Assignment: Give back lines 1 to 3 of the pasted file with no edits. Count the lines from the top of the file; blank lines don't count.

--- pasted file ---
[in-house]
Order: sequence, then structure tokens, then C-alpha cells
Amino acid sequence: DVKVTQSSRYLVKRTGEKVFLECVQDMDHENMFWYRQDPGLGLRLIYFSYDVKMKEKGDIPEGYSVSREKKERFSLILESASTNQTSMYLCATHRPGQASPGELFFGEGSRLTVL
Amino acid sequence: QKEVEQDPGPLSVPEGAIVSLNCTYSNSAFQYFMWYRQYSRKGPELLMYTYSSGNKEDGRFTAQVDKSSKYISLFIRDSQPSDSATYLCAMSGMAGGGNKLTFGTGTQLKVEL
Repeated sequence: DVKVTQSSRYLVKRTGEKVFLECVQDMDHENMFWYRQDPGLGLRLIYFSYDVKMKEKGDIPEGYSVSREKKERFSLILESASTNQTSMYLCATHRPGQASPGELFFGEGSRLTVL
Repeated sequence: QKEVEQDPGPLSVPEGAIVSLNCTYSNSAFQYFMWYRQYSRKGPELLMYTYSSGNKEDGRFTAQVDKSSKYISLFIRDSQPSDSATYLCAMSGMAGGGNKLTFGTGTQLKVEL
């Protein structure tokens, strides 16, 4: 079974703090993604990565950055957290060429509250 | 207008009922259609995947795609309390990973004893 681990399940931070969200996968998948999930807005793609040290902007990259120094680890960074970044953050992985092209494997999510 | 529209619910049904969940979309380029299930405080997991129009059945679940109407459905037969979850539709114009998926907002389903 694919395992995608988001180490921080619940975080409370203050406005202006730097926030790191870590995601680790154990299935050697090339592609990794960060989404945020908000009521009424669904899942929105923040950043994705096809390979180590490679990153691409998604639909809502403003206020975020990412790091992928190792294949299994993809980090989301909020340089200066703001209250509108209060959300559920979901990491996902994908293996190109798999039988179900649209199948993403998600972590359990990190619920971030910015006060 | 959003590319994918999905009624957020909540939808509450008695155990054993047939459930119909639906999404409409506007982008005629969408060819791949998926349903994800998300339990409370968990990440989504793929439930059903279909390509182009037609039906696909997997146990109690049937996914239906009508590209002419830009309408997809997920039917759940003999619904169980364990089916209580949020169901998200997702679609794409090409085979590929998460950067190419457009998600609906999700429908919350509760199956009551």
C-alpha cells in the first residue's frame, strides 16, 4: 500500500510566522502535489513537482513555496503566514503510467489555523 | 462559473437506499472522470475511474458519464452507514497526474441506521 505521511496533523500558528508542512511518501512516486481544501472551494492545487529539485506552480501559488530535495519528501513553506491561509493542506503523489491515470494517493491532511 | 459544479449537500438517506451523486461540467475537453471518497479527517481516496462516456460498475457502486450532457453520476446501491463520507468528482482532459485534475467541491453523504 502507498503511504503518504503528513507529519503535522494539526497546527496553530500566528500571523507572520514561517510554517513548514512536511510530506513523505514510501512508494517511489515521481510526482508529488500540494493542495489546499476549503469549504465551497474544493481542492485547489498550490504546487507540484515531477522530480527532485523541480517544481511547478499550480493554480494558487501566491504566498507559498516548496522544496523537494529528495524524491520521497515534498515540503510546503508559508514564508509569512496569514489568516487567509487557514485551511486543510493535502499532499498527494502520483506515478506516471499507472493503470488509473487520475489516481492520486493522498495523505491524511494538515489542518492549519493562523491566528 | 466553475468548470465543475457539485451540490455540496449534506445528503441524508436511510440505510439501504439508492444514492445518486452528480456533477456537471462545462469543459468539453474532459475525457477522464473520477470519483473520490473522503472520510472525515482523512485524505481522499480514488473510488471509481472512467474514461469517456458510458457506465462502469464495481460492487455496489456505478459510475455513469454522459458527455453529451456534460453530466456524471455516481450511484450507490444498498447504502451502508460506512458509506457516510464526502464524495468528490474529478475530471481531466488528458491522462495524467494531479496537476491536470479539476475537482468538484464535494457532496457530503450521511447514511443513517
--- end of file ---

[in-house]
Order: sequence, then structure tokens, then C-alpha cells
Amino acid sequence: DVKVTQSSRYLVKRTGEKVFLECVQDMDHENMFWYRQDPGLGLRLIYFSYDVKMKEKGDIPEGYSVSREKKERFSLILESASTNQTSMYLCATHRPGQASPGELFFGEGSRLTVL